Are there any extant Greek mms of the New Testament that has the Hebrew characters in quotations of Tanakh passages that contain the Tetragrammaton? Or have the transliteration of יה as ιαω? The Greek New Testament was written for a mixed audience that contained both Jews, mainly diaspora Jews many of whom knew not Hebrew, and non-Jews who never learned Hebrew, why would the writers of the New Testament not follow a practice that may have been already widespread in the vocalization of Greek?

R.J. Furuli wrote:
3) Concerning New Testament practice, the Byzantine / Majority Text tradition preserves clues to the Galilean accent that set Peter apart in the court of Caiaphas, what is the probability that it would have preserved a practice other than the pronunciation of κυριος had that been the practice?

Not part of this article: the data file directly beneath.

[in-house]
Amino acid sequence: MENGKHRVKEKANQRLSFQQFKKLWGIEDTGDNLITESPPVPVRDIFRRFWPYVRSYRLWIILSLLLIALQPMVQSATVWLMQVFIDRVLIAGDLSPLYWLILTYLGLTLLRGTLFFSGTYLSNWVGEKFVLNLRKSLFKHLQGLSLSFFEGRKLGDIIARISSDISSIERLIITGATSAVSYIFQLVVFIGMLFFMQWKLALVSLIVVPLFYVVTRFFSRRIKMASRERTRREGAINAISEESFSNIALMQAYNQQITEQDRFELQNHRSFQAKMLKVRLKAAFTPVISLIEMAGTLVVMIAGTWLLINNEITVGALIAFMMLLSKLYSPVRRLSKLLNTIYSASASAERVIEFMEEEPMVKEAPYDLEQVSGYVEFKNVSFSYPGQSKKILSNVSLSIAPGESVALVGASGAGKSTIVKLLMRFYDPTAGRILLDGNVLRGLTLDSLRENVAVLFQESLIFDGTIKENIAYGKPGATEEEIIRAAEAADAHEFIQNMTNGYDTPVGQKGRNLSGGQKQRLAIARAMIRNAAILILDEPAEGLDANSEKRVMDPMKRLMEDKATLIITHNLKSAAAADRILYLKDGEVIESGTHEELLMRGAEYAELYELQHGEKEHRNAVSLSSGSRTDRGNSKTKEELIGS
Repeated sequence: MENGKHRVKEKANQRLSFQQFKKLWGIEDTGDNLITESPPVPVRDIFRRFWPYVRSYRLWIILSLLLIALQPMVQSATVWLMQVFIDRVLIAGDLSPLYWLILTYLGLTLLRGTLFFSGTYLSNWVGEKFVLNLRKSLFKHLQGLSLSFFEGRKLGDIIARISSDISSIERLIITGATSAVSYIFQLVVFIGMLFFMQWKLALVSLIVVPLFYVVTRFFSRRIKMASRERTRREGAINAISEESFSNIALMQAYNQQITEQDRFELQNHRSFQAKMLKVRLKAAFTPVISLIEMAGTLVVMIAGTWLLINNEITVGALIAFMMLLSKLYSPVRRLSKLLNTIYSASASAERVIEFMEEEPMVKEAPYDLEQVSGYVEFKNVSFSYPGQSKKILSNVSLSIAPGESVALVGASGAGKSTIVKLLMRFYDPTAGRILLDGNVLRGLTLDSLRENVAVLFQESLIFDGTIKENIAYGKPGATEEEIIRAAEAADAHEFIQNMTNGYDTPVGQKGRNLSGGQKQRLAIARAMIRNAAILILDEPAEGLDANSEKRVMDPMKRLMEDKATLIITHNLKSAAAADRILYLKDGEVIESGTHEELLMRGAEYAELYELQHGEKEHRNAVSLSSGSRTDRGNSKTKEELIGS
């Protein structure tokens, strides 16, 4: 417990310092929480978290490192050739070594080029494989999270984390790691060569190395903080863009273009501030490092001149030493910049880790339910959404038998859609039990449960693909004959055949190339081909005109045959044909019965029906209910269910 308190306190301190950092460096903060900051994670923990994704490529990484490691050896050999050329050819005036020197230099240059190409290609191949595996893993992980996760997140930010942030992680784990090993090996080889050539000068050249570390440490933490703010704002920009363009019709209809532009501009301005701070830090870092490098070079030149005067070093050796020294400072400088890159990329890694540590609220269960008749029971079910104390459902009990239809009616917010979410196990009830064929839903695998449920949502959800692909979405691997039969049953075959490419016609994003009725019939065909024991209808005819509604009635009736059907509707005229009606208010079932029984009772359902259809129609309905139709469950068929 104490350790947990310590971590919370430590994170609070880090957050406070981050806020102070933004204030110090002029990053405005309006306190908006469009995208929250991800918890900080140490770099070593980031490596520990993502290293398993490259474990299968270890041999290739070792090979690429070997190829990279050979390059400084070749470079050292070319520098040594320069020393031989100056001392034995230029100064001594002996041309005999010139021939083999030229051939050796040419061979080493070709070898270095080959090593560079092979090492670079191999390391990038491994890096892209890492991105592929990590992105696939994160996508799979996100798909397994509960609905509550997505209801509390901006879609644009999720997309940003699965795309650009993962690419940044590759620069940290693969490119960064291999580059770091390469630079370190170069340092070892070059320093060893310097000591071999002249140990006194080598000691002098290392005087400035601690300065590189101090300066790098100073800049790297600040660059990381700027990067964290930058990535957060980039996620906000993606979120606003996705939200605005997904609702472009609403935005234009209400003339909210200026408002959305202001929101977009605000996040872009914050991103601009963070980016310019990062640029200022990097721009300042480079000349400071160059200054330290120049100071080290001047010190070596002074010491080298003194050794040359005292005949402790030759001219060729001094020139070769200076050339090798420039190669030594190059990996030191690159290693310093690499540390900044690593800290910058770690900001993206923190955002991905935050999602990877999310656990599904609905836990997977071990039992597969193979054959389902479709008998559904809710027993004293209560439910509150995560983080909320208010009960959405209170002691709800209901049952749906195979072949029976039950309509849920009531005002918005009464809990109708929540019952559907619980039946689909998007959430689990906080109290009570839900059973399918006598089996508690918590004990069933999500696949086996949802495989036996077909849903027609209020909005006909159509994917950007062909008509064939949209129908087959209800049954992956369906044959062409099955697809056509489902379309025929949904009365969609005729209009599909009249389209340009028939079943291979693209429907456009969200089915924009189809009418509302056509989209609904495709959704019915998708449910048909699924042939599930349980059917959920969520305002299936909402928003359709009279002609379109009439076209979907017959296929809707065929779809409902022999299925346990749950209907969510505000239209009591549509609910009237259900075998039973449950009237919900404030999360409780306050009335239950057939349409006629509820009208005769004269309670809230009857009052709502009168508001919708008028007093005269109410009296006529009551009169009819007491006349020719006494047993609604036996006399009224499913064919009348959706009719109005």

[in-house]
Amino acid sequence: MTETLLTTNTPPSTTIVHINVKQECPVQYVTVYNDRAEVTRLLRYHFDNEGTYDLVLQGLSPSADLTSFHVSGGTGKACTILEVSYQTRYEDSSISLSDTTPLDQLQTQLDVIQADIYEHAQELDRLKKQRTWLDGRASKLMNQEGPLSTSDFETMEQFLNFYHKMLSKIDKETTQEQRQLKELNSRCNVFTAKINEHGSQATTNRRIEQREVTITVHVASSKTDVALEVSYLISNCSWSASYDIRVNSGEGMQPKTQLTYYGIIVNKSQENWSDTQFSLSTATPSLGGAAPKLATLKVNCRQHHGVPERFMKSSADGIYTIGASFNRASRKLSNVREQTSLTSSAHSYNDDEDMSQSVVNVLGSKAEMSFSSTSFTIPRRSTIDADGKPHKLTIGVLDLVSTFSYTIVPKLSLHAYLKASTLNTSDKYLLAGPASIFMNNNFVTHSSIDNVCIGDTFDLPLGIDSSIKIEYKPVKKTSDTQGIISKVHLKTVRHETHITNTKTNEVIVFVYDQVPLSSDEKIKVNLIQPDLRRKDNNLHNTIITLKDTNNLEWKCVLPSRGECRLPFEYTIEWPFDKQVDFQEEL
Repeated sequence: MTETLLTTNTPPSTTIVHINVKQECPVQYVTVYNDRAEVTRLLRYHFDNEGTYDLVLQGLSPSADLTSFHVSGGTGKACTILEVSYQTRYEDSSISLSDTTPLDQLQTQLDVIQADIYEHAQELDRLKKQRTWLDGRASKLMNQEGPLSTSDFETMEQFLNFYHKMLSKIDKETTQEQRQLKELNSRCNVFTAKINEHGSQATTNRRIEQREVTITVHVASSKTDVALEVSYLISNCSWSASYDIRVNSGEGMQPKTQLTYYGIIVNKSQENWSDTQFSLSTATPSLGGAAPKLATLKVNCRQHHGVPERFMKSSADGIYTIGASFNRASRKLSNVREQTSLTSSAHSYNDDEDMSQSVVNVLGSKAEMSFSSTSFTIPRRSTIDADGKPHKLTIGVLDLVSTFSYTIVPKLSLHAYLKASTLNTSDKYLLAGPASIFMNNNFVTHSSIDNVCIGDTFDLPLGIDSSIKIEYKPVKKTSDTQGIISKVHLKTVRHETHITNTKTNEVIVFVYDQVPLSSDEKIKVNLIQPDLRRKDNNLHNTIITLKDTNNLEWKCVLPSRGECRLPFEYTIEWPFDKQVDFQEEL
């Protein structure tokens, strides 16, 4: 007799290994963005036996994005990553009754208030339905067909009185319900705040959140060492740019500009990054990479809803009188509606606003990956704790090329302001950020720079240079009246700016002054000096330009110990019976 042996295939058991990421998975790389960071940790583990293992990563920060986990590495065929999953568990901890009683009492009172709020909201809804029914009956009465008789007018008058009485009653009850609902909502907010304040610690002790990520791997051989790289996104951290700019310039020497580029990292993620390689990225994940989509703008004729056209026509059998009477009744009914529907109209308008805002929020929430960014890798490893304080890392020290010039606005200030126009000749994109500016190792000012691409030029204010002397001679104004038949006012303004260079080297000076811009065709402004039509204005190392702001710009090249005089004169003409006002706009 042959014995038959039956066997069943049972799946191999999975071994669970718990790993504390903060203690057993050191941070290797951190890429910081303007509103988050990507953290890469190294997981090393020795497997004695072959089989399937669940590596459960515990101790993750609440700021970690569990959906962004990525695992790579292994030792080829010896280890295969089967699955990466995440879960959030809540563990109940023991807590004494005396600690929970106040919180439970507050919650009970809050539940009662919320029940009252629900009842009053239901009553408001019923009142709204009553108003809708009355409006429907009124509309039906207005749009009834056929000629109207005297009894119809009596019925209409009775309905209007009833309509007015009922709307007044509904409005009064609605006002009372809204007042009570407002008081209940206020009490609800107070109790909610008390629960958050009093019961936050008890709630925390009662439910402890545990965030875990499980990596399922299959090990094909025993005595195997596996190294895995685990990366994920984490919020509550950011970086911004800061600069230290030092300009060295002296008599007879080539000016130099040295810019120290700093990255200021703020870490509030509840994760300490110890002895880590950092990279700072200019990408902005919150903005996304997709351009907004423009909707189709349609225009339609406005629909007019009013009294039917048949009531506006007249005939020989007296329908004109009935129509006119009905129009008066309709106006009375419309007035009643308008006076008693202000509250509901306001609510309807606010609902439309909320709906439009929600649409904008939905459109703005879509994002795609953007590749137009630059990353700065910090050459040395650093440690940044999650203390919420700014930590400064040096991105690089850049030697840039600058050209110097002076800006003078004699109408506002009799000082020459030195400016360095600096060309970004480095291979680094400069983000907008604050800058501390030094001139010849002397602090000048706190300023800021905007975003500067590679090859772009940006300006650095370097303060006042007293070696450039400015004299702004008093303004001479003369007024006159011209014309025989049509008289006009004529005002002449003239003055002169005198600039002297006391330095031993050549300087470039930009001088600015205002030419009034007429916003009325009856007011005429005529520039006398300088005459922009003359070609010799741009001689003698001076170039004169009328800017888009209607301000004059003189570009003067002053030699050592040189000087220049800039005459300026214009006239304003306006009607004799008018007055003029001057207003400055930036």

Bottom line, we’re dealing with something that is unknown and unknowable. Until someone invents a time machine so we can go back and make observations, all we can do is to look at the clues that have survived and speculate.


At the outset, ancient history is unknown.


The bigger problem is not that it’s unknown, but that so much of what is presented as ancient history is not true.

R.J. Furuli wrote: Then the research starts, and we can draw conclusions on the basis of the data that are found. The situation I have presented is neither unknown or unknowable. My basic point is that sweeping conclusions have ben drawn without supporting data—conclusions that even contradict the extant data.


Agree 100%. That’s why I don’t trust the professional historians.